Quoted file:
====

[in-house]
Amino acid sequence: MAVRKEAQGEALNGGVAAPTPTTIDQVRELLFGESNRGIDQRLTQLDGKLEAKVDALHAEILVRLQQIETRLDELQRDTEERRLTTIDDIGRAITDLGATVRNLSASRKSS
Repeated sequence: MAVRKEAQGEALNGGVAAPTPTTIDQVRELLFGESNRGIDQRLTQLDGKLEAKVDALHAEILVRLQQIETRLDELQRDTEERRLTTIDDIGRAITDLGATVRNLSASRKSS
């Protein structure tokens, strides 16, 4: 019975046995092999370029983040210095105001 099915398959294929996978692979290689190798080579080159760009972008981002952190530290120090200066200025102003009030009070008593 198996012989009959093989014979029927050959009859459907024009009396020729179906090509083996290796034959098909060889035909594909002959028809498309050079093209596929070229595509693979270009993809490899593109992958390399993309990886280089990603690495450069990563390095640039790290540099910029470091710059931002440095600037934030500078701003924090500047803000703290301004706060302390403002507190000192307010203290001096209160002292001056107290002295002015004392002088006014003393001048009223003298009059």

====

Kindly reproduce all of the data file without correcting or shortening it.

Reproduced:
[in-house]
Amino acid sequence: MAVRKEAQGEALNGGVAAPTPTTIDQVRELLFGESNRGIDQRLTQLDGKLEAKVDALHAEILVRLQQIETRLDELQRDTEERRLTTIDDIGRAITDLGATVRNLSASRKSS
Repeated sequence: MAVRKEAQGEALNGGVAAPTPTTIDQVRELLFGESNRGIDQRLTQLDGKLEAKVDALHAEILVRLQQIETRLDELQRDTEERRLTTIDDIGRAITDLGATVRNLSASRKSS
């Protein structure tokens, strides 16, 4: 019975046995092999370029983040210095105001 099915398959294929996978692979290689190798080579080159760009972008981002952190530290120090200066200025102003009030009070008593 198996012989009959093989014979029927050959009859459907024009009396020729179906090509083996290796034959098909060889035909594909002959028809498309050079093209596929070229595509693979270009993809490899593109992958390399993309990886280089990603690495450069990563390095640039790290540099910029470091710059931002440095600037934030500078701003924090500047803000703290301004706060302390403002507190000192307010203290001096209160002292001056107290002295002015004392002088006014003393001048009223003298009059």